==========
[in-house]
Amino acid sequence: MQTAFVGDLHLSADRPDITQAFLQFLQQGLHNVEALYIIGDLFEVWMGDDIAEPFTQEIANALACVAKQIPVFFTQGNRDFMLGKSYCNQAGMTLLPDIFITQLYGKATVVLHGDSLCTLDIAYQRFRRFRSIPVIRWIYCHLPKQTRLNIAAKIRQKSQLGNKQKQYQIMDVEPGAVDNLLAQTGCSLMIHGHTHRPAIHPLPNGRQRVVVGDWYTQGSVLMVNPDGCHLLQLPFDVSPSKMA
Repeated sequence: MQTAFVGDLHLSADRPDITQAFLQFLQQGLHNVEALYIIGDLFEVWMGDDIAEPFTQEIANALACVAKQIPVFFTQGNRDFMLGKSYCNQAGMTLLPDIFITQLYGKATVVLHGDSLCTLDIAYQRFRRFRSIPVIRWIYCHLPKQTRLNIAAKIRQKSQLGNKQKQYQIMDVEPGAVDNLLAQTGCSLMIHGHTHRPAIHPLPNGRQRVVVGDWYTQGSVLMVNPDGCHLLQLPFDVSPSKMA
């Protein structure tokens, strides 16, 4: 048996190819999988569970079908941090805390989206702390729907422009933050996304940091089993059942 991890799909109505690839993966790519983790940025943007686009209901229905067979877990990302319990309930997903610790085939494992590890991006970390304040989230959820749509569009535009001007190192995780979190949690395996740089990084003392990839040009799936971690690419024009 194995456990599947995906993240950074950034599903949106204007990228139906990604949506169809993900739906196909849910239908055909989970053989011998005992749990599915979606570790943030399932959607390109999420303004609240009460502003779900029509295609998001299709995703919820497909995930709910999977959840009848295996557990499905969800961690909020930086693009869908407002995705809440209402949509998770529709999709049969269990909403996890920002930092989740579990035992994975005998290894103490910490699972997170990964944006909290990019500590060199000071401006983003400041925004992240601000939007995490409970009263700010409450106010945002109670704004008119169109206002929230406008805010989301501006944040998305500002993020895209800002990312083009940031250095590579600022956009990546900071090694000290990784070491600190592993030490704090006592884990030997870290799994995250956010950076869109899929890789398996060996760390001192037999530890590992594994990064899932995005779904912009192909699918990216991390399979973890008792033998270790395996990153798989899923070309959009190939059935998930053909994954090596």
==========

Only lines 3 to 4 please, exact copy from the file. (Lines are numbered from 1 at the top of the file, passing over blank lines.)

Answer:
Repeated sequence: MQTAFVGDLHLSADRPDITQAFLQFLQQGLHNVEALYIIGDLFEVWMGDDIAEPFTQEIANALACVAKQIPVFFTQGNRDFMLGKSYCNQAGMTLLPDIFITQLYGKATVVLHGDSLCTLDIAYQRFRRFRSIPVIRWIYCHLPKQTRLNIAAKIRQKSQLGNKQKQYQIMDVEPGAVDNLLAQTGCSLMIHGHTHRPAIHPLPNGRQRVVVGDWYTQGSVLMVNPDGCHLLQLPFDVSPSKMA
């Protein structure tokens, strides 16, 4: 048996190819999988569970079908941090805390989206702390729907422009933050996304940091089993059942 991890799909109505690839993966790519983790940025943007686009209901229905067979877990990302319990309930997903610790085939494992590890991006970390304040989230959820749509569009535009001007190192995780979190949690395996740089990084003392990839040009799936971690690419024009 194995456990599947995906993240950074950034599903949106204007990228139906990604949506169809993900739906196909849910239908055909989970053989011998005992749990599915979606570790943030399932959607390109999420303004609240009460502003779900029509295609998001299709995703919820497909995930709910999977959840009848295996557990499905969800961690909020930086693009869908407002995705809440209402949509998770529709999709049969269990909403996890920002930092989740579990035992994975005998290894103490910490699972997170990964944006909290990019500590060199000071401006983003400041925004992240601000939007995490409970009263700010409450106010945002109670704004008119169109206002929230406008805010989301501006944040998305500002993020895209800002990312083009940031250095590579600022956009990546900071090694000290990784070491600190592993030490704090006592884990030997870290799994995250956010950076869109899929890789398996060996760390001192037999530890590992594994990064899932995005779904912009192909699918990216991390399979973890008792033998270790395996990153798989899923070309959009190939059935998930053909994954090596």